The signing of Marco Melandri was not a surprise. The Italian still had another year to run on his contract to race in World Superbikes with Aprilia, but with the factory's decision to withdraw their factory team from WSBK, his options were less clear. Aprilia were keen for Melandri to move to MotoGP with the factory, but Melandri appeared to be reluctant to make the jump. After his options ran out in World Superbikes, he was left with nowhere else to go.
Below is the press release issued by Aprilia on Melandri's signing:
MARCO MELANDRI TO RACE WITH APRILIA IN MOTOGP
THE RIDER FROM RAVENNA WILL RACE UNDER THE ITALIAN TEAM'S COLOURS IN 2015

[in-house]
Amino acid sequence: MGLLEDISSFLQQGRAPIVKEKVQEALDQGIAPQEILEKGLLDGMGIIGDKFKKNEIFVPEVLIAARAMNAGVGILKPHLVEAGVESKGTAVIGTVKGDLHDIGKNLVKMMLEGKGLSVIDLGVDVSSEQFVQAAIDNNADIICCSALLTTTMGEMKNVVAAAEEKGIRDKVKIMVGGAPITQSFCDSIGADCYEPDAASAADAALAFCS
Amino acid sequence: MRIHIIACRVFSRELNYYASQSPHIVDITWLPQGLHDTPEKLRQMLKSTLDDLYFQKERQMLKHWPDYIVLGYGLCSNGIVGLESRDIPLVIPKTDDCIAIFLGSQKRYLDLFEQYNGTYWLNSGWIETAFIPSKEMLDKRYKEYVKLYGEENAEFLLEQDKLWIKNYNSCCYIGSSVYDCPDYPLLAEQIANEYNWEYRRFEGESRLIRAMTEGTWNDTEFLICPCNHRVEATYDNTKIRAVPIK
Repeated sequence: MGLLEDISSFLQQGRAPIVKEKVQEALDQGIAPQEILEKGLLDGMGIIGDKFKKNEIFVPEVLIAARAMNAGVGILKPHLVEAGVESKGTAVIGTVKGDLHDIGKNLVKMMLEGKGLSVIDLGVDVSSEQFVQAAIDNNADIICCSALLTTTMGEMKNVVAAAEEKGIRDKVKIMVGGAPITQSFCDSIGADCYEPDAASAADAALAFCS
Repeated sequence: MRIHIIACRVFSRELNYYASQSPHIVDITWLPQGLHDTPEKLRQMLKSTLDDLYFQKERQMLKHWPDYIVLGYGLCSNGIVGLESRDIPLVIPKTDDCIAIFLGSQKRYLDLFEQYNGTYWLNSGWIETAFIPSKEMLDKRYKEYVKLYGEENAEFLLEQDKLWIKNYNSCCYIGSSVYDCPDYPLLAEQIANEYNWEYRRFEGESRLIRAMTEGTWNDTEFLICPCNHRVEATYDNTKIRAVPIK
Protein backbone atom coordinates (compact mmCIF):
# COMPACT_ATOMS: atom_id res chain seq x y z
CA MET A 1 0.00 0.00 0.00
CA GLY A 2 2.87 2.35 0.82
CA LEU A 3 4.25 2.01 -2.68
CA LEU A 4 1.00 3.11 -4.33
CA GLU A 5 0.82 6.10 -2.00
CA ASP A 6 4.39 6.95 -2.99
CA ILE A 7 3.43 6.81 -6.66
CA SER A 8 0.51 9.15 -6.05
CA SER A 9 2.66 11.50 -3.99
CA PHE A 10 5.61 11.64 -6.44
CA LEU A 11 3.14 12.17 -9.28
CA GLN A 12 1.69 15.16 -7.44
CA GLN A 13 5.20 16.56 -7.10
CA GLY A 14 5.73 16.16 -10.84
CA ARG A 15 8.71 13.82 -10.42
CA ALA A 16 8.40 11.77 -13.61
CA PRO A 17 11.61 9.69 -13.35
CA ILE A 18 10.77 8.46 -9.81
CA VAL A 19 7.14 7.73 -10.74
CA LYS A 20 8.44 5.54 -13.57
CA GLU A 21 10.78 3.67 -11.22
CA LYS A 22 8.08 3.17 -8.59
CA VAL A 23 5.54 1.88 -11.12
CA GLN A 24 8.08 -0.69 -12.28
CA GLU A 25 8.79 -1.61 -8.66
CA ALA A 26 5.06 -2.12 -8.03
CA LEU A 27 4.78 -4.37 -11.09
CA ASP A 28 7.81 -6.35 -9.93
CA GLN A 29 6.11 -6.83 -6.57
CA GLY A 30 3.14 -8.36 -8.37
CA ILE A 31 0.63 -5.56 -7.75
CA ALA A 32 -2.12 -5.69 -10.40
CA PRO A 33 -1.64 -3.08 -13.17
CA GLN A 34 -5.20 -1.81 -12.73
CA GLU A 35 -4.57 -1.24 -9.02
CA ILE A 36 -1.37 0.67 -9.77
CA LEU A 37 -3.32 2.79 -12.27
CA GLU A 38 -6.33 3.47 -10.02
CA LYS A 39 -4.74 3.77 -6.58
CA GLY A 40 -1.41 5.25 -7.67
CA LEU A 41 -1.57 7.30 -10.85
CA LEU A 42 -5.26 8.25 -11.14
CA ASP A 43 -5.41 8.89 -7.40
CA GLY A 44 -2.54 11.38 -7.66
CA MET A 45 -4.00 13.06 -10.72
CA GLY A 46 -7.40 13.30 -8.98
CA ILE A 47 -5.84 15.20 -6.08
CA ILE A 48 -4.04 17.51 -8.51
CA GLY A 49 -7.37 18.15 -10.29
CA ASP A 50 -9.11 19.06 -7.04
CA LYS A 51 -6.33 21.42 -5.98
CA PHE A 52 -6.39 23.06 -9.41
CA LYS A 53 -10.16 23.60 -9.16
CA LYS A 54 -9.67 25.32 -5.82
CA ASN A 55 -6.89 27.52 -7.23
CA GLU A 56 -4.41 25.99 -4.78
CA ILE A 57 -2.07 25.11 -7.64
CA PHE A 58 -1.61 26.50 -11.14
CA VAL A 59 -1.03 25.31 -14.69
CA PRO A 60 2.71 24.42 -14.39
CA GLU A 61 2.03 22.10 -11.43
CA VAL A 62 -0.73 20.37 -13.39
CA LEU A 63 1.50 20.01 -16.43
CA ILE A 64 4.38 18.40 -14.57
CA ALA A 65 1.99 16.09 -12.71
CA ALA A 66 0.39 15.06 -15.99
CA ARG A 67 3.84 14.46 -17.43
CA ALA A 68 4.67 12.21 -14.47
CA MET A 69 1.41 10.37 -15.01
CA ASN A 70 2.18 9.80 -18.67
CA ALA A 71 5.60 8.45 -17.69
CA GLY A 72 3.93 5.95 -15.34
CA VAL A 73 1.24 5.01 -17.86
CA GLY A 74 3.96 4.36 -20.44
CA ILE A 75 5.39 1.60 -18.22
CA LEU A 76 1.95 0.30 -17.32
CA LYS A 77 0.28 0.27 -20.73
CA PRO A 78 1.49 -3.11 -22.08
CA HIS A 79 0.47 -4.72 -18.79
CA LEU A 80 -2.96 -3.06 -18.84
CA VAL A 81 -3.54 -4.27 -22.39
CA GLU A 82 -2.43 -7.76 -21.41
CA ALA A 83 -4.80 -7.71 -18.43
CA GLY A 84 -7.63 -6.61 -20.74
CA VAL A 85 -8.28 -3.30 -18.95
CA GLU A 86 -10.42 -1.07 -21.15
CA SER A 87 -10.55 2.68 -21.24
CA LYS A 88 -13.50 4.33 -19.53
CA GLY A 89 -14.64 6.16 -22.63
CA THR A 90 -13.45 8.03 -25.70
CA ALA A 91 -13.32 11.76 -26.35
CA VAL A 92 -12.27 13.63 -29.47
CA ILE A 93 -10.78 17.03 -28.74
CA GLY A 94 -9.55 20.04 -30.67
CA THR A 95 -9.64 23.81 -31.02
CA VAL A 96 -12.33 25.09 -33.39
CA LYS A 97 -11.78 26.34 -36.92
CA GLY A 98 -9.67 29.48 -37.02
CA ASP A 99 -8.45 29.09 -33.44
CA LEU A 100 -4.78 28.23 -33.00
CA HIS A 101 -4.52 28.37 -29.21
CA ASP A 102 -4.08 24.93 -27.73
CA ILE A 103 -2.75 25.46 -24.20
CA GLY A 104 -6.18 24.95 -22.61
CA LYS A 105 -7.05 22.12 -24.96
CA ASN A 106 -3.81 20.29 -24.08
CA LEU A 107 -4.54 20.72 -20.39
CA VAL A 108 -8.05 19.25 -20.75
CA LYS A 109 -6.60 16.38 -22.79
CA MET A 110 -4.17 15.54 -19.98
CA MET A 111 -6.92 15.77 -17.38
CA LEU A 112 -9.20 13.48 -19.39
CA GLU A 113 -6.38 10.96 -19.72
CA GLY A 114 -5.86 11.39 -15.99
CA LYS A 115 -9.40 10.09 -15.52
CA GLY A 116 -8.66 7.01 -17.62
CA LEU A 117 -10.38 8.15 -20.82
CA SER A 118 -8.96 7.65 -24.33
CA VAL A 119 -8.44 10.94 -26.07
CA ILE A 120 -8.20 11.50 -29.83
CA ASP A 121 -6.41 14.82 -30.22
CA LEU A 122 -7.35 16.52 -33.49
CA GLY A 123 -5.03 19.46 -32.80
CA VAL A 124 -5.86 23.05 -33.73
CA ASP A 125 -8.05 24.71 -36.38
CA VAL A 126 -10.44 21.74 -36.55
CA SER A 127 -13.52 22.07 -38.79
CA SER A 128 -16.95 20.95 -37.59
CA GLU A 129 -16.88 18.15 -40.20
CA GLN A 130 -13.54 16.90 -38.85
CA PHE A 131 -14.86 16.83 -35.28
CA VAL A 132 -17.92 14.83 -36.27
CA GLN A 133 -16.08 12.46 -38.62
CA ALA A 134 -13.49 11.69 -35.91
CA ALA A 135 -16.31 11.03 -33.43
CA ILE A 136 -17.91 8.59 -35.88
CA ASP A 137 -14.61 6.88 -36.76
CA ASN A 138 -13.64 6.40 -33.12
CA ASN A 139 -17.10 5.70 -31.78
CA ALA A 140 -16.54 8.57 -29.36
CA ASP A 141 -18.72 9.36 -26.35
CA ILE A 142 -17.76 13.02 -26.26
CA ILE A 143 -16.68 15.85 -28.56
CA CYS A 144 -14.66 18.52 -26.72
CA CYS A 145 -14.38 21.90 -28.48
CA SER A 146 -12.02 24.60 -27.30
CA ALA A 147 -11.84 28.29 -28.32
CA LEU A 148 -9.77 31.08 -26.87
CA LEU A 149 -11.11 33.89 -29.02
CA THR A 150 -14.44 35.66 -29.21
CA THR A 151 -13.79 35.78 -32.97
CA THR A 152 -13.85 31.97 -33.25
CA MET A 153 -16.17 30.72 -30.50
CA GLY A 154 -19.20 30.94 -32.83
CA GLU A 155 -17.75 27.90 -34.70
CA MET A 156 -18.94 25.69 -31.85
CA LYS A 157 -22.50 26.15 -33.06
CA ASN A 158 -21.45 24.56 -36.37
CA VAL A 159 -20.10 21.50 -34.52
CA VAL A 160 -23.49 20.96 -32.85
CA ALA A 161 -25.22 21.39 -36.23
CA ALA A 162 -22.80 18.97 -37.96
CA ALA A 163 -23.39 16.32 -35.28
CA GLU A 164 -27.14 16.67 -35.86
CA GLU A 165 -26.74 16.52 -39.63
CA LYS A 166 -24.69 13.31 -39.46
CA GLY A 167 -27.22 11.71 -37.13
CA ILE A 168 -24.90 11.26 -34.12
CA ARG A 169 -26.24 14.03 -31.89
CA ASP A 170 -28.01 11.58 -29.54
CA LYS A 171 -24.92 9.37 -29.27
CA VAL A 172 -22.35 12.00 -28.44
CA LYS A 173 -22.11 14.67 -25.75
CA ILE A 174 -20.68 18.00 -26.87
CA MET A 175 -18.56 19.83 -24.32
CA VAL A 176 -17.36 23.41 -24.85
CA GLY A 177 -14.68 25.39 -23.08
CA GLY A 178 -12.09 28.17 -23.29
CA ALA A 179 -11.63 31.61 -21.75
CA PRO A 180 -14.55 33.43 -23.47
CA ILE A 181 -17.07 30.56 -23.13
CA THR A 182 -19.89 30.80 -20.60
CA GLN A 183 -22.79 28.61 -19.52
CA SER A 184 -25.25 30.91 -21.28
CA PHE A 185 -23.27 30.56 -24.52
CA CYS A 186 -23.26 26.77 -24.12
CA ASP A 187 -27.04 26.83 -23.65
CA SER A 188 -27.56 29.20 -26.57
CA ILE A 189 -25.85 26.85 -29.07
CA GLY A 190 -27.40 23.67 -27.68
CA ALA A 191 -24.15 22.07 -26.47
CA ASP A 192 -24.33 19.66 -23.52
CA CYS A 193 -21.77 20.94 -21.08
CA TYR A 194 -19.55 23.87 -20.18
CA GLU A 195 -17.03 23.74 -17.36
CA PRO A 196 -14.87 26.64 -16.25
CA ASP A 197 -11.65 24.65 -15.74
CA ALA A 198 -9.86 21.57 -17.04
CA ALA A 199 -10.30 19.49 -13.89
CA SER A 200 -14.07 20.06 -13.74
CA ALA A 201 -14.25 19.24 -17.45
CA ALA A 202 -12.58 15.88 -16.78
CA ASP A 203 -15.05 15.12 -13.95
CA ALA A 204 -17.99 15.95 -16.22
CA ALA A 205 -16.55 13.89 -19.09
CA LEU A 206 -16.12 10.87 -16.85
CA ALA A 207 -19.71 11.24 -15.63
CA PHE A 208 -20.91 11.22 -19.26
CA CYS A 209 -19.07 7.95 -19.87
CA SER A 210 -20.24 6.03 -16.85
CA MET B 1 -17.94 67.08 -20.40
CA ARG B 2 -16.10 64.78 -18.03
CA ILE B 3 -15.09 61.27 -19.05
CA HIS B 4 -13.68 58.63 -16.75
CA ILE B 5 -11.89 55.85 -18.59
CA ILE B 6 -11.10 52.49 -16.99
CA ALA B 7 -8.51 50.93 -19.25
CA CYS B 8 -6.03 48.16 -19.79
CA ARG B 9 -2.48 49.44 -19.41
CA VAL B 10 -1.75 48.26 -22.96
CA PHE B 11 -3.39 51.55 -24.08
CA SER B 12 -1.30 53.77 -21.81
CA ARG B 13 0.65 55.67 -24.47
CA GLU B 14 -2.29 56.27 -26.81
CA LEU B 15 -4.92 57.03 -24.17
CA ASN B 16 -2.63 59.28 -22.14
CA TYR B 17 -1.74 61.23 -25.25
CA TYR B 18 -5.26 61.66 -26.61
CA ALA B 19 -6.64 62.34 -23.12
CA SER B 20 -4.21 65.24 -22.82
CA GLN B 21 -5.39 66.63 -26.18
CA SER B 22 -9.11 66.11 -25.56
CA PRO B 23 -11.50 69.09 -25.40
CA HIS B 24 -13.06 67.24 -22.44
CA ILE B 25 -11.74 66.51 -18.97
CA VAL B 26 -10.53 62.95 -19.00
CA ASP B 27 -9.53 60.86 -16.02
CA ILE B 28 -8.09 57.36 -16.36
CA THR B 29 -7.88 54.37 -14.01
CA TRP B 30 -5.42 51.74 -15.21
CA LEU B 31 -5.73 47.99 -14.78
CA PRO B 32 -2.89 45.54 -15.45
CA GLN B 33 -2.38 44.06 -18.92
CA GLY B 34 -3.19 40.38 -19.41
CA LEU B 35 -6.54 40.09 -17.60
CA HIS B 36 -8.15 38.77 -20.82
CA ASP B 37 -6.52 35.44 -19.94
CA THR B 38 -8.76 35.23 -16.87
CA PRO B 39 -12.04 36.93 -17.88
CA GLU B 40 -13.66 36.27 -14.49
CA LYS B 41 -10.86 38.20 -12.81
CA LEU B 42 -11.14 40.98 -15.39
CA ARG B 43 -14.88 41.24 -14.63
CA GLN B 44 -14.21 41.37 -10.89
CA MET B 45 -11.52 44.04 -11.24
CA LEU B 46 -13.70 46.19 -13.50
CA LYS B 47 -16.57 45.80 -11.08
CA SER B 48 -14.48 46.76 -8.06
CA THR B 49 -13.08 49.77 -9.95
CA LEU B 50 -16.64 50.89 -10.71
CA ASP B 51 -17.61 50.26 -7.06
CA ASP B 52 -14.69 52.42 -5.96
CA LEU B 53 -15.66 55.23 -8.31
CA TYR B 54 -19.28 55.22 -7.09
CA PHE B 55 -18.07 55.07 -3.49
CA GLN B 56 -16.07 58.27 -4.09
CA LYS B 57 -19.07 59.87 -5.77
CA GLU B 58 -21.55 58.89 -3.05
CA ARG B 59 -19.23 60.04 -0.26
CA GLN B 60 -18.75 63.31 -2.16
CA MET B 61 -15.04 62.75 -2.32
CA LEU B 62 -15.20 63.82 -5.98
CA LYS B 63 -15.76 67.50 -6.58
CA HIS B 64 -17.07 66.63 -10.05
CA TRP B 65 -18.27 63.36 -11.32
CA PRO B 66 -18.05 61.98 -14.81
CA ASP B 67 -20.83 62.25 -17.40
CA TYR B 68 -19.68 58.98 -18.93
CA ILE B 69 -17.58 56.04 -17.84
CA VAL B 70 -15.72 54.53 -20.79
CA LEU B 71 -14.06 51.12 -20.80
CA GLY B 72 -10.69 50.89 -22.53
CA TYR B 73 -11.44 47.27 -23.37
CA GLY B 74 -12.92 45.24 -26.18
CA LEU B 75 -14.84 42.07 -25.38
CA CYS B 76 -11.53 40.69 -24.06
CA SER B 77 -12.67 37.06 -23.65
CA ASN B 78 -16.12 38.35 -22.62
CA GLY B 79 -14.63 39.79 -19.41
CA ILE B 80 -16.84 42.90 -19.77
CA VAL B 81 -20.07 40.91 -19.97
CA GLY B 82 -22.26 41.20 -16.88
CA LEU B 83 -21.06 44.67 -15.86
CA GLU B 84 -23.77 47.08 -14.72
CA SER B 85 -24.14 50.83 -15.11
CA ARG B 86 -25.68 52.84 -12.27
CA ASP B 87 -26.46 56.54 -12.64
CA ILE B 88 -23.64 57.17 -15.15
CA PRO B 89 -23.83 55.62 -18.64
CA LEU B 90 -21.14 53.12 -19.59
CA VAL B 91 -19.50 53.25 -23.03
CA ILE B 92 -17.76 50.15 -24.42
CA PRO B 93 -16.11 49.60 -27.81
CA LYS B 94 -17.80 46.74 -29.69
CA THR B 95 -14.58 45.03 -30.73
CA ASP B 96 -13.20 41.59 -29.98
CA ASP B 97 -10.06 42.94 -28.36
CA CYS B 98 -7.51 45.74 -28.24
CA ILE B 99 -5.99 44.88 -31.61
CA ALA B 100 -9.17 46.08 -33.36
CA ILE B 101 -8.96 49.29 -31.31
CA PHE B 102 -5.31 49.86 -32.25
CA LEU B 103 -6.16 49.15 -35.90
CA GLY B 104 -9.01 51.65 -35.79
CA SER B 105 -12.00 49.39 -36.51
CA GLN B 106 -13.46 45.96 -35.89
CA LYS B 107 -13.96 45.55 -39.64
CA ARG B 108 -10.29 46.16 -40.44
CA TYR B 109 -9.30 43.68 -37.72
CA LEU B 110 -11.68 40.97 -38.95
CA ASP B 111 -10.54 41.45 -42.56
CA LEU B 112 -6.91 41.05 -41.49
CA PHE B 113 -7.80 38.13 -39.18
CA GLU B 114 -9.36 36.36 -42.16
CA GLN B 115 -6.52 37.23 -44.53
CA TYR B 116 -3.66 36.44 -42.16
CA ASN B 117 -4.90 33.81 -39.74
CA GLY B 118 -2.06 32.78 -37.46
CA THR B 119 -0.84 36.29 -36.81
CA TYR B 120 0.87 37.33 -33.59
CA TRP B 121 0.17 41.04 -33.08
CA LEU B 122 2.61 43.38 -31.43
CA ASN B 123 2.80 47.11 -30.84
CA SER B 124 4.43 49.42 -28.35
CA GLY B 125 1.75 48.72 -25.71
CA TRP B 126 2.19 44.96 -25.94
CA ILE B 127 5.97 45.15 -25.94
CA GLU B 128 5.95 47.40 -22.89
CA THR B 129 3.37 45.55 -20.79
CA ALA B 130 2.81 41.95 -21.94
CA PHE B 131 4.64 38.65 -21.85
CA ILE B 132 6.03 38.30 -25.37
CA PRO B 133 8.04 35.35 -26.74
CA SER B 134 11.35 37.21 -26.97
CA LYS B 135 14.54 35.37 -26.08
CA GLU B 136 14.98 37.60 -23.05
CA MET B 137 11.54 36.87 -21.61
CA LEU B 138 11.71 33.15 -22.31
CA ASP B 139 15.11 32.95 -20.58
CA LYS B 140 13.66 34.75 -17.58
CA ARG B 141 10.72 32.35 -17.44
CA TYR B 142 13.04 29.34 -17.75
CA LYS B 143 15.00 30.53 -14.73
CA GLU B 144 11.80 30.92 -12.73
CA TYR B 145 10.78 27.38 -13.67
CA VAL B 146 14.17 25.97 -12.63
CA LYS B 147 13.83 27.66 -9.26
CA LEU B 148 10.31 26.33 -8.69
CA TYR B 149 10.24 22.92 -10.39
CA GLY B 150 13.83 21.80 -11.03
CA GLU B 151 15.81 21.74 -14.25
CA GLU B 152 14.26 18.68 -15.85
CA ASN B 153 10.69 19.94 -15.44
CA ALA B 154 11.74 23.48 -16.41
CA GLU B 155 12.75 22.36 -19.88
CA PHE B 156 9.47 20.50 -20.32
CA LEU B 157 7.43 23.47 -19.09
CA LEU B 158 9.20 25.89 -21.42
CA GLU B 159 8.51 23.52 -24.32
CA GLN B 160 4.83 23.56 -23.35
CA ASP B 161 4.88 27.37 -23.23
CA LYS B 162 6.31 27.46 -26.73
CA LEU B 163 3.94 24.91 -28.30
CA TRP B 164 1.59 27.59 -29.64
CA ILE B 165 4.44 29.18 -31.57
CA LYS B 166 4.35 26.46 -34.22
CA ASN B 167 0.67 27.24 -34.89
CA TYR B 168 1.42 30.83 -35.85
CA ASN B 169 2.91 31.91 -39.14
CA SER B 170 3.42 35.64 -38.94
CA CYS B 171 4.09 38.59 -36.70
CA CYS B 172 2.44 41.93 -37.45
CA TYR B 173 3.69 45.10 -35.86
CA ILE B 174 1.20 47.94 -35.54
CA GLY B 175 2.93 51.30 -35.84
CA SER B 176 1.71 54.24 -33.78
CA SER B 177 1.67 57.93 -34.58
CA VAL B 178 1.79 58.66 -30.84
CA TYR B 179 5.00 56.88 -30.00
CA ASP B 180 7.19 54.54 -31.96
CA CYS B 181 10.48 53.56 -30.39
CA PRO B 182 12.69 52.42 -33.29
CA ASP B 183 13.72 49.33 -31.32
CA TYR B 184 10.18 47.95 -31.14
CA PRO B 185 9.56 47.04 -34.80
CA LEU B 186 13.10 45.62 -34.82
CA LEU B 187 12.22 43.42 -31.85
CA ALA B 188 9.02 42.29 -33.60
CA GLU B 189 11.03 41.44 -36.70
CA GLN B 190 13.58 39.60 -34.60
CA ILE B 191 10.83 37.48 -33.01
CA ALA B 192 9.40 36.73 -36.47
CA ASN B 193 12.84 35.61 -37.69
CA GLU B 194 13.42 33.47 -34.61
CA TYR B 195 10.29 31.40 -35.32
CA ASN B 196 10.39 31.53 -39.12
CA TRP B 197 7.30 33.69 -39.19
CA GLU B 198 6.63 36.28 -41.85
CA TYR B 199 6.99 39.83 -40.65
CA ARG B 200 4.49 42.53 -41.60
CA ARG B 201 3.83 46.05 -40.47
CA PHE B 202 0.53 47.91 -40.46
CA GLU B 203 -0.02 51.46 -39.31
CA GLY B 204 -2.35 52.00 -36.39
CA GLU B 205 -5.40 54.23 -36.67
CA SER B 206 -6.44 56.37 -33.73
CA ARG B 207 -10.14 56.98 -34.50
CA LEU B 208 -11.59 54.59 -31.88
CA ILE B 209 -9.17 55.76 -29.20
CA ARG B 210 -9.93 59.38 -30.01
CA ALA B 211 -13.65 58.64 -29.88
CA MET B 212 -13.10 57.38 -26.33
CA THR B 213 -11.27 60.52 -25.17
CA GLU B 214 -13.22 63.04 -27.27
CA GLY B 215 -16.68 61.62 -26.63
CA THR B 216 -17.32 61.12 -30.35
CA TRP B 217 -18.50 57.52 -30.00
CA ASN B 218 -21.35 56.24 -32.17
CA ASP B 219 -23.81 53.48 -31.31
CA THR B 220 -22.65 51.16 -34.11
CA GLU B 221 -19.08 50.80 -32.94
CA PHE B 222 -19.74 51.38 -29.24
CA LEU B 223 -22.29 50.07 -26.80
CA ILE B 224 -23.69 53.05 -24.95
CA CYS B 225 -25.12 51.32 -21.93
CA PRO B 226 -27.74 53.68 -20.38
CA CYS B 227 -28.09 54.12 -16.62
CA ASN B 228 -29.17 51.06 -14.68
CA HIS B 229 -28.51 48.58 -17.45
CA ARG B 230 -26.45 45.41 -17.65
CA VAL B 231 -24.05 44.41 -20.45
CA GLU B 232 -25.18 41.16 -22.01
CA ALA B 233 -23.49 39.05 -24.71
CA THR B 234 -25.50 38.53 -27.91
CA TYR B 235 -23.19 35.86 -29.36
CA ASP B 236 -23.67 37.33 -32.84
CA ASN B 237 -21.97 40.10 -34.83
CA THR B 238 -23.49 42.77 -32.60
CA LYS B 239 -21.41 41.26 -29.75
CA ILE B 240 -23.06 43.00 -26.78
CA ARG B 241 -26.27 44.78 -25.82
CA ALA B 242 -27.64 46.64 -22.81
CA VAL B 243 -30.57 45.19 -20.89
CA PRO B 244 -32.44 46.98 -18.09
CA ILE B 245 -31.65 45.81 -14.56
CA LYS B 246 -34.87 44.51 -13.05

ROMANO ALBESIANO: "AN ITALIAN DUO TO TAKE ON APRILIA'S NEW CHALLENGE"
MARCO MELANDRI: "A VERY AMBITIOUS GOAL, BUT WE'RE READY"
Press releases from the series organizers and the World Superbike and World Supersport teams after the final round of the 2014 season at Qatar:
Press releases from the series organizers and the World Superbike and World Supersport teams after qualifying on Saturday at Qatar:
Press releases from some of the World Superbike and World Supersport teams after the first day of practice at Qatar:
In a few hours time, we will know who will be the 2014 World Superbike champion. Tom Sykes leads Sylvain Guintoli by 12 points going into the final two races at Qatar. With 50 points up for grabs, the title race is still completely open, and in a series as close as World Superbikes has been this year, anything could happen.